The downside that is often cited about community created content is that it's generally of a lesser quality than what the developer themselves produce.  Sometimes that's true, or in the case of DoTA and many of the most popular addons, it's not true at all.

In any event, there are as many models to Crowdsourcing as you can creatively approach the problem of collaboratively interacting with others.   For example, a group of community leaders/developers could up vote content.   Or perhaps it's not complete level design but only partial -- making the artwork, models and layout of buildings but not attributing stats, abilities, AI or rewards. 

It seems to me that perhaps the next major innovative leap in "Raiding" shouldn't be about gameplay and entirely about how communities can get involved with the creation of such Raids.   Because at least as I see it, without some form of Crowdsourcing, I just don't see a new MMO developer entering the ranks of the MMOs that list "Raiding" as it's end-game for more than a few months.

As an aside, Crowdsourcing shouldn't be confused with Crowdfunding (such as Kickstarter).  There isn't any reason why you couldn't do both but they are different things.  One is about contributing an investment and the other is about contributing work product.

So let me pose this question for you... if an Indie developer had a "vision" that you agreed with strongly for how a Raid game "should" work, would you contribute hours and work product towards the development of that game if you had the means/ability?   I would.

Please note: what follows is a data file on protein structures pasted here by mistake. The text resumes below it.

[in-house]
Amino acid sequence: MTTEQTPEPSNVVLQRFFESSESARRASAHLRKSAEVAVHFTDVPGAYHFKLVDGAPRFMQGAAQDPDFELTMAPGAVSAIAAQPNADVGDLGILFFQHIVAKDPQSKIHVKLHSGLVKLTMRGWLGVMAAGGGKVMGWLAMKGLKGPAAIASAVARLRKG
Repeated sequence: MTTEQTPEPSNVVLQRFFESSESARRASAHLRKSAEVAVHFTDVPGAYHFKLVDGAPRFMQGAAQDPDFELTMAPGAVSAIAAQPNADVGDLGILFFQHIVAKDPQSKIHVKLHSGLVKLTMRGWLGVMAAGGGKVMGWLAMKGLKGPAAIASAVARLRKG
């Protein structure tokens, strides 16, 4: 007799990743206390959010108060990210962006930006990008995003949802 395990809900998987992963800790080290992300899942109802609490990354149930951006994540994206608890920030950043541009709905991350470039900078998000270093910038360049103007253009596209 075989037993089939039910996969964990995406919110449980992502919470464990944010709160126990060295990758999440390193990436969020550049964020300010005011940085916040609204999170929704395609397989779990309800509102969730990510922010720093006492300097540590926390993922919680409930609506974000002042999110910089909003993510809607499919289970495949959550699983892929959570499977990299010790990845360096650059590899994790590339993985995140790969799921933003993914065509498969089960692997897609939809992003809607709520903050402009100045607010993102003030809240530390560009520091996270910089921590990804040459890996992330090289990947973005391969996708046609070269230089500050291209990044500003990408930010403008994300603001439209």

Friday, July 11, 2014

Car Wars - I wanna see your IP in an MMO

There is a completely unrelated discussion about pen & paper RPGs going on over at Tolbold's blog for
the last few days and the recent turn of discussing "tactical" vs "role-playing" games got me thinking about one of my very favorite IPs.


Car Wars was a tactical pen & paper simulation game in which vehicles were equipped with machine guns, oil slicks, caltrops, missles and other equipment suited for vehicle combat warfare.

If this sounds like Mad Max, then yeah, that's exactly what Car Wars is because Mad Max was a key inspiration for the the tactical pen & paper game.

In 1985, it inspired one of the all-time great early RPGs called Autoduel.  You may even have caught TAGN mentioning this gem back in March as one of the "Five Games [TAGN Wants] to See Revamped".

TAGN explains why Autoduel can't make a comeback, but clearly the IP is solid.  WB Games has a Mad Max video game to be released on multiple platforms that you can already pre-order (18 months from it's release date as of this writing).

But a multi-platform console game simply misses the mark. Oh, I'll buy it.  Interstate '76, also inspired by Car Wars, is one of my favorite "LAN-party" era games.  Cars with guns has always been fun.  It was fun when I played I76 and it was fun when I played the early Twisted Metal games.

No, it misses the mark because this IP is absolutely PERFECT for a sandbox PvP game.

First, it's a cruel and heartless post-apocalyptic world.   Every man needs to protect his own interests and form bonds with others.  To get what you need, you have to scavenge and others want what you have and are willing to kill you to take it.  To protect yourself, you need to find friends and build yourself an arsenal and maybe, just maybe, you can build something together.

EDIT:  If you are curious why I'm not suggesting that the I76 IP is used, well, that IP is owned by Activision Blizzard and not exactly my first choice for a sandbox PvP game.  :)